Actually that guy could be Yairo Munoz, since center field might be his best position and he's hitting right now. I believe he is a better candidate to help offensively than Lane Thomas.
There has been no major shift in hitting approach. Paul Goldschmidt has always hit for power. He just failed to hit homers. Same for Paul DeJong. Same for Matt Carpenter. Ozuna kept doing it, then he got hurt. Edman didn't do it in the minors, but he's hit a few here. Wieters hit a couple after hitting absolutely nothing from the right side of the plate this season.
OK, so Wieters hit a couple of homers. Do people forget what happened earlier this season when he got to play every day?
Sure, it's advantage. If the guy in charge has an aura, that's good. Physicality and a track record to pummeling people in a blood submission can add to a coach's aura.
I believe the Cardinals might be the least likely of the NL Central teams to make bailout trades because this organization really wants back into the postseason mix. But if the team absolutely tanks, sure, that could be one of its options.
Woodford has progressed nicely, but I don't believe he is earning elite ratings. Helsley has a big arm, but his comeback from injury has been rocky. (Same goes for poor Alex Reyes.) O'Neill can hit homers and chase down fly balls so there is value there -- but given the questionable state of this organization's outfield, I don't see how the Cardinals can trade him unless they are getting a proven young power-hitting outfielder in return. And who is going to make that trade with the Cardinals?
It's more complicated that that because the Cardinals had a bunch of guys in a pile. But to your point, keeping Mercado and simply losing Garcia (if that;s what it came down to) would have been a better outcome. Maybe Conner Capel and Jhon Torres will prove us wrong some day, but right now Mercado looks like a player that could help the Cardinals.
Carlson has some pop, but he's a switch-hitter with balanced splits. If he can stay into gap-to-gap mode and not fall into the pull-happy trap, he could be a welcome asset.
I get your point, but Molina views days off as slightly more enjoyable than foul tips to the sub-abdominal region. And he has been fairly consistent because of that. And for most hitters, two days off a week is more of a disruption than a refresher. As for adding an impact player, yes, that will be difficult given the team's predicament.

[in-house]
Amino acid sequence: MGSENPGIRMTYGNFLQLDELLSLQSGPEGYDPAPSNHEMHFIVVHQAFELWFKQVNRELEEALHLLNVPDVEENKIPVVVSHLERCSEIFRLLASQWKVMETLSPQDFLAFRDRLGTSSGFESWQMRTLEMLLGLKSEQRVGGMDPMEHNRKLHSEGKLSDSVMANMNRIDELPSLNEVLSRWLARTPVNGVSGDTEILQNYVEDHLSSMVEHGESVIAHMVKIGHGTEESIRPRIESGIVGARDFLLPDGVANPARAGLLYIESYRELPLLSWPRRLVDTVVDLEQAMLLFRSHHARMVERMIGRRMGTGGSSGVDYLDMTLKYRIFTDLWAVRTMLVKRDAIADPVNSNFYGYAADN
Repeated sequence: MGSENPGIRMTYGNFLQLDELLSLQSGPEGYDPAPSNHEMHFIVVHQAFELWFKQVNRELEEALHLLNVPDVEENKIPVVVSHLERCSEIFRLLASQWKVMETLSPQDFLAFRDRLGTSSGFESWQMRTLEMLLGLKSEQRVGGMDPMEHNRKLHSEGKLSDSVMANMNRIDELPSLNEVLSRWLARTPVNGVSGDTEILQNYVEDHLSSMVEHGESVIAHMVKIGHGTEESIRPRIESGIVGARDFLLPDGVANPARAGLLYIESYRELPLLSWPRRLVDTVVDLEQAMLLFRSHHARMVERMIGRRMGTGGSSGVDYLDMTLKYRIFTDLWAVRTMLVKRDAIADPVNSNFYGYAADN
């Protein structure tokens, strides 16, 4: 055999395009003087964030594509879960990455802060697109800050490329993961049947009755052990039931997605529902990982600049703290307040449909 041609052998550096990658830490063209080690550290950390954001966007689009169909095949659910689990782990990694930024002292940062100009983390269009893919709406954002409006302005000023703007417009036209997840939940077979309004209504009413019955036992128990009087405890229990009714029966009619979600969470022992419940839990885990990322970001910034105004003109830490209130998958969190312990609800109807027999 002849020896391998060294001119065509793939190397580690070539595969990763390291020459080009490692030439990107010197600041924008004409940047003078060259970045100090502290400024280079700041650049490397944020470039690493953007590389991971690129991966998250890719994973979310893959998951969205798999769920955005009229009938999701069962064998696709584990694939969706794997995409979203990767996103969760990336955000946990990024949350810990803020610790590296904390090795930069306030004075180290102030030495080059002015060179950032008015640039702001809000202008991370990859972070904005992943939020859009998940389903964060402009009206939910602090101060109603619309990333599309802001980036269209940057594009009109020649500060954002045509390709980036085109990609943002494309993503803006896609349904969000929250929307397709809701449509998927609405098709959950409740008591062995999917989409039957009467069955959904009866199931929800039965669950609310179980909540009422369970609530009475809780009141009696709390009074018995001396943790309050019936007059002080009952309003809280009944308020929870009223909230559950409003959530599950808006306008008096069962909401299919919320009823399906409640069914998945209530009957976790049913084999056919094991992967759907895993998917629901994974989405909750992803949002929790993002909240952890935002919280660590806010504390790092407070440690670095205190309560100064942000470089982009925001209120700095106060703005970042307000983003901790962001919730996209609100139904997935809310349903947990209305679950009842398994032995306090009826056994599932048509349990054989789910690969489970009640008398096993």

The Hockey News made the case for $6 million per year on long team (six to eight years) by using the comparisons of Connor Hellbuyck and John Gibson. Then there is the three-year, $11.25 million deal Matt Murray got. I'm guessing that Doug Armstrong would like to land somewhere in the middle of those two comparisons.
I know the Cardinals have to trade guys to clear the logjam, but when you trade players 1) They better not be better than what you are keeping and 2) You better get a good return. While the Cardinals would have a Dodgers-like roster if they kept everybody, but it's fair to ask if they could have turned that surplus into more than the .500 team they are today.
Shildt has actually done a lot of good. The fielding is better and we all appreciate his attempts to make the team more interesting by running more. But as a tactician, what more could he do to get guys out of their months-long slumps? Maybe you can argue that he gave his starting position players too much opportunity earlier this season, but a year ago the players bristled at Matheny's constant shuffling.
I'd say Pietrangelo can think in terms of $9 million per season (P.J. Subban money) and Brayden Schenn can reasonably expect to surpass the $7 million AAV that Kevin Hayes got in Philly. Perhaps the less-than-expected bump in the salary cap will hold things down a bit, but the top guys always get paid if they reach unrestricted free agency.
This team is pretty dull, yes. And we've seen a lot of performance regression, either from older guys like Goldschmidt and Carpenter or from guys not fully established like DeJong. I hate to say it, but I don't see an easy way out of this. The Cardinals need to get into the bracket if at all possible because it's hard to project better times in 2020 given the age and long-term trends of many key players.
You Kasperi Kapanen fascination puzzles me. He is a good supporting cast player on a deep offensive team. He might be a nice emerging talent to add to a team lacking scoring depth, like Colorado. Give him power play time and 17 minutes a game see what happens. But the Blues already have a forward surplus and even with a $3.2 million cap hit he made zero sense here.
Chat regulars know that I am the wrong guy to ask XFL questions. Sorry. I do hope that that league makes it so we have more to write about here, but I have less than no faith that it will last long.
Not familiar with the schedule. It's been up in Western Canada with the Chief, Colton Parayko and Brayden Schenn.
No, no and no. The expectation is we could learn more at the MLS All-Star Game. If St. Louis becomes official, then things move quickly. Until then, we are in St. Louis Stallions territory.
No, the XFL is not an audition for the NFL. As we always say about the NFL, if there is a multi-billionaire out there dying to put a NFL team in St. Louis, then St. Louis could get a team. That multi-billionaire will either need to move his existing team here or buy a team to move. Of course, the multi-billionaire will need to lean on the NFL until he gets approval to make that happen. He (or she) will also have to substantially finance a new $1 billion stadium because public funds for it would be scarce. If all that happens, St. Louis could get back into the league. Selling a bunch of tickets to a minor league team won't do a bit of good -- unless that somehow convinces a multi-billionaire to make the above play.